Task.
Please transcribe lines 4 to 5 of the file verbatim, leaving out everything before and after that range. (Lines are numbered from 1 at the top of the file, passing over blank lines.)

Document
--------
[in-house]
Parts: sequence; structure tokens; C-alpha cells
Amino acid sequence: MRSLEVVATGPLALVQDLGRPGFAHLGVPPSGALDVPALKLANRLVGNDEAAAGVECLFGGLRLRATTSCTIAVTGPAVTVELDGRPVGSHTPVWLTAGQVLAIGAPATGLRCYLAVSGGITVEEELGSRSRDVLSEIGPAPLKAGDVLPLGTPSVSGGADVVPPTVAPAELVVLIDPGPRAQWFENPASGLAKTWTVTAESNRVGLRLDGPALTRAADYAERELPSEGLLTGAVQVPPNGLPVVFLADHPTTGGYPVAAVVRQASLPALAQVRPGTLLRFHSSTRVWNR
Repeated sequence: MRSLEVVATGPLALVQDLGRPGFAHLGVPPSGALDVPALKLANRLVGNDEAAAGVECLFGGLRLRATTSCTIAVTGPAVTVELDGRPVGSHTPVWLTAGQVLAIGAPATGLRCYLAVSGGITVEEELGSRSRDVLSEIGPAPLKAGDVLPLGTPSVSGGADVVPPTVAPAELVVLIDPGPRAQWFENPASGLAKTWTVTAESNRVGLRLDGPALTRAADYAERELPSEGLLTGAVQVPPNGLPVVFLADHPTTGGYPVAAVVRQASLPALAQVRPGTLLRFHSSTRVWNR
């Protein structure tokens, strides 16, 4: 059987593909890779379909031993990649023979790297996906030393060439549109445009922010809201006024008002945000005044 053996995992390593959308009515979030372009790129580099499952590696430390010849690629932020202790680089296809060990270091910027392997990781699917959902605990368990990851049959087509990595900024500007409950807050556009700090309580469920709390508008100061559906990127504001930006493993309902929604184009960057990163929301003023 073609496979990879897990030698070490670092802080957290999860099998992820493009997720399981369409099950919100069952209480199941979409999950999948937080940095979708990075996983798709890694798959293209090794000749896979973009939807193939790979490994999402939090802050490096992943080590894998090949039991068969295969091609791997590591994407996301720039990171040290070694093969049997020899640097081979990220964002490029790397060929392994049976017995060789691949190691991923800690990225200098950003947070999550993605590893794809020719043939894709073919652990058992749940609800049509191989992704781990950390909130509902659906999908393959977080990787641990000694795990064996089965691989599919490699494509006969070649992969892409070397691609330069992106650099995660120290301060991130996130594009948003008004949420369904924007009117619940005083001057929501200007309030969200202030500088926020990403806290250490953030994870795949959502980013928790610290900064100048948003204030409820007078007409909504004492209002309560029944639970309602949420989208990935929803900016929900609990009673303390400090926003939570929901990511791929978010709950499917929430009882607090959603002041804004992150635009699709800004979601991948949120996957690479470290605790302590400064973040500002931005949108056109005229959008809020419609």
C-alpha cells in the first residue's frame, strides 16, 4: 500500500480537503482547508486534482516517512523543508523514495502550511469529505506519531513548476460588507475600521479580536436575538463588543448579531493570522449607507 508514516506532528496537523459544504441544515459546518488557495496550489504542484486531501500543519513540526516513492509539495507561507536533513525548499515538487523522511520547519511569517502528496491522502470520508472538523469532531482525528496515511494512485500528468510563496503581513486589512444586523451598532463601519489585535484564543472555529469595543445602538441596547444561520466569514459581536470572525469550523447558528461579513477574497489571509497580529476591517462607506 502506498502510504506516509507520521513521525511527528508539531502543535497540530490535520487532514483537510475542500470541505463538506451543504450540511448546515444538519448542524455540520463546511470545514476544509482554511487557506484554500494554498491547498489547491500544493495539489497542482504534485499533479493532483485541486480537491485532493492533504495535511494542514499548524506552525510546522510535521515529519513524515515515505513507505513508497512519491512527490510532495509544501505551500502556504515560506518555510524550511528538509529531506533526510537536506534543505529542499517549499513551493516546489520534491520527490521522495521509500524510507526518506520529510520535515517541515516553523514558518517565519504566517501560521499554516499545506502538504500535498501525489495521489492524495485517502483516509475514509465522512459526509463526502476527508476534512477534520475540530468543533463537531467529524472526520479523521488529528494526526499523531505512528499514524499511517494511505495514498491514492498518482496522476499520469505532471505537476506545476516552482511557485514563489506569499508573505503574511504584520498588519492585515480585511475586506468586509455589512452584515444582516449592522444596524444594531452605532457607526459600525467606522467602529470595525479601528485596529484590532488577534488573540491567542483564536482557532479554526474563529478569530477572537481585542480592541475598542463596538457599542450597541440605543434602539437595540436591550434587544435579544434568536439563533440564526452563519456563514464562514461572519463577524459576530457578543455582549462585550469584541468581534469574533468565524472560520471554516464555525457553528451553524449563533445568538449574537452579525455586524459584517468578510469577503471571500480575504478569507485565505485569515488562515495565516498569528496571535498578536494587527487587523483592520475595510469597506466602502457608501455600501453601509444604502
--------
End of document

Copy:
Repeated sequence: MRSLEVVATGPLALVQDLGRPGFAHLGVPPSGALDVPALKLANRLVGNDEAAAGVECLFGGLRLRATTSCTIAVTGPAVTVELDGRPVGSHTPVWLTAGQVLAIGAPATGLRCYLAVSGGITVEEELGSRSRDVLSEIGPAPLKAGDVLPLGTPSVSGGADVVPPTVAPAELVVLIDPGPRAQWFENPASGLAKTWTVTAESNRVGLRLDGPALTRAADYAERELPSEGLLTGAVQVPPNGLPVVFLADHPTTGGYPVAAVVRQASLPALAQVRPGTLLRFHSSTRVWNR
């Protein structure tokens, strides 16, 4: 059987593909890779379909031993990649023979790297996906030393060439549109445009922010809201006024008002945000005044 053996995992390593959308009515979030372009790129580099499952590696430390010849690629932020202790680089296809060990270091910027392997990781699917959902605990368990990851049959087509990595900024500007409950807050556009700090309580469920709390508008100061559906990127504001930006493993309902929604184009960057990163929301003023 073609496979990879897990030698070490670092802080957290999860099998992820493009997720399981369409099950919100069952209480199941979409999950999948937080940095979708990075996983798709890694798959293209090794000749896979973009939807193939790979490994999402939090802050490096992943080590894998090949039991068969295969091609791997590591994407996301720039990171040290070694093969049997020899640097081979990220964002490029790397060929392994049976017995060789691949190691991923800690990225200098950003947070999550993605590893794809020719043939894709073919652990058992749940609800049509191989992704781990950390909130509902659906999908393959977080990787641990000694795990064996089965691989599919490699494509006969070649992969892409070397691609330069992106650099995660120290301060991130996130594009948003008004949420369904924007009117619940005083001057929501200007309030969200202030500088926020990403806290250490953030994870795949959502980013928790610290900064100048948003204030409820007078007409909504004492209002309560029944639970309602949420989208990935929803900016929900609990009673303390400090926003939570929901990511791929978010709950499917929430009882607090959603002041804004992150635009699709800004979601991948949120996957690479470290605790302590400064973040500002931005949108056109005229959008809020419609």